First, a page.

Per Segerbäck lives in a modest cottage in a nature reserve some 75 miles northeast of Stockholm. Wolves, moose and brown bears roam freely past his front door. He keeps limited human company, because human technology makes him physically ill. How ill? On a walk last summer, he ran into one of his few neighbors, a man who lives in a cottage about 100 yards away. During their chat, the man's cellphone rang, and Segerbäck, 54, was overcome by nausea. Within seconds, he was unconscious.
Segerbäck suffers from electro-hypersensitivity (EHS), which means he has severe physical reactions to the electromagnetic radiation produced by common consumer technologies, such as computers, televisions and cellphones. Symptoms range from burning or tingling sensations on the skin to dizziness, nausea, headaches, sleep disturbance and memory loss. In extreme cases like Segerbäck's, breathing problems, heart palpitations and loss of consciousness can result.
A cellphone has to be in use -- either making or receiving a call, or searching for a signal, when radiation levels are highest -- for it to have this kind of effect on Segerbäck. Phones that are on but neither sending nor receiving usually don't produce enough radiation to be noticeable. But it's not the sound of the phone that sets him off. Once, while on a sailboat with friends, he recalls, he was on the front deck when, unknown to him, someone made a call belowdecks. Headache, nausea, unconsciousness. When Segerbäck is within range of an active cellphone (safe distances vary because different makes and models produce different radiation levels), he experiences the feeling that there is "not enough room in my skull for my brain."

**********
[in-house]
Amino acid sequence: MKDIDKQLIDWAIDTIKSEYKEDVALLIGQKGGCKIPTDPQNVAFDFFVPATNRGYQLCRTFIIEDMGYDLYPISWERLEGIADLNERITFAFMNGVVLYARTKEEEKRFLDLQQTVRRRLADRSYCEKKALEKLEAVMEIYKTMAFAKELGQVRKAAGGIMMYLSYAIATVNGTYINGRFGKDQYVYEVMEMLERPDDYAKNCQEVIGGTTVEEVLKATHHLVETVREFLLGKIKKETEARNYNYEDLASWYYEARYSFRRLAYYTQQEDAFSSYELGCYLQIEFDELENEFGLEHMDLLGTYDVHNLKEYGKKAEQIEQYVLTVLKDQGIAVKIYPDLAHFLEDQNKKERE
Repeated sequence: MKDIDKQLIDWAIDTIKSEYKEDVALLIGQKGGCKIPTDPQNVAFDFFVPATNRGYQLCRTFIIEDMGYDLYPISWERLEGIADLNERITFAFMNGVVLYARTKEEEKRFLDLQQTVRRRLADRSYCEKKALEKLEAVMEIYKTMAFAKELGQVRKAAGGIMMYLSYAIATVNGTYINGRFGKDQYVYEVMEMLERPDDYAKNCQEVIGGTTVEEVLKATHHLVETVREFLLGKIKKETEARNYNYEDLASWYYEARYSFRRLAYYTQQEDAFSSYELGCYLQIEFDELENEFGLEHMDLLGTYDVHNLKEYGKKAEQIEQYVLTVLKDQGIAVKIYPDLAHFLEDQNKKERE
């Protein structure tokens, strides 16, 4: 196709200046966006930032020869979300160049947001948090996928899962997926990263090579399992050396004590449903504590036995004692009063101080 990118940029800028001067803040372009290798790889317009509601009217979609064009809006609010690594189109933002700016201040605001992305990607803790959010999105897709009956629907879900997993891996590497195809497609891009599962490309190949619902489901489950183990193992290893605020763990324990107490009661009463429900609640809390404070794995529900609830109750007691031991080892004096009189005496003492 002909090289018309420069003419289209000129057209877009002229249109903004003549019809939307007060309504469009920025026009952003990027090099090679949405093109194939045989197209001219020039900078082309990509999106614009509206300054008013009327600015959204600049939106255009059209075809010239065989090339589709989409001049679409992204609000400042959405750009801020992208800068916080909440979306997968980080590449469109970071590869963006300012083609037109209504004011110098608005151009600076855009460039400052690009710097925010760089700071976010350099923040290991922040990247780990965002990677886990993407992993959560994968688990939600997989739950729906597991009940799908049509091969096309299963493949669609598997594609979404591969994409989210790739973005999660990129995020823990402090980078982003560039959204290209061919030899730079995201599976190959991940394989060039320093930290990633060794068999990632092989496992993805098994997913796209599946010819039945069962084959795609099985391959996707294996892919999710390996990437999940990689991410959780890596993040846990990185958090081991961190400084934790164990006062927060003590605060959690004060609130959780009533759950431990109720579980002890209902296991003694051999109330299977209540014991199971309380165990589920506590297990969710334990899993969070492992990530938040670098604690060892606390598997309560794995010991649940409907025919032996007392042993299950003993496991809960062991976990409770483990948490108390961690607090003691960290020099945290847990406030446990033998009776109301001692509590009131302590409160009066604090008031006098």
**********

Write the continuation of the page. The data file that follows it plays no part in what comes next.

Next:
Sweden is the only country in the world to recognize EHS as a functional impairment, and Segerbäck's experience has been important in creating policy to address the condition. Swedish EHS sufferers -- about 3 percent of the population, or some 250,000 people, according to government statistics -- are entitled to similar rights and social services as those given to people who are blind or deaf. Today, local governments will pay to have the home of someone diagnosed with EHS electronically "sanitized," if necessary, through the installation of metal shielding.
SEA OF RADIATION
Electromagnetic fields (EMFs) are inescapable. We are constantly exposed to them, mostly in the form of either extremely low-frequency (ELF) radiation from things like domestic appliances and power lines or radio-frequency (RF) radiation from things like cellular and cordless phones, telecom antennas, and TV and radio transmission towers. Our bodies even produce faint EMFs of their own, from the electrical activity in the brain and heart.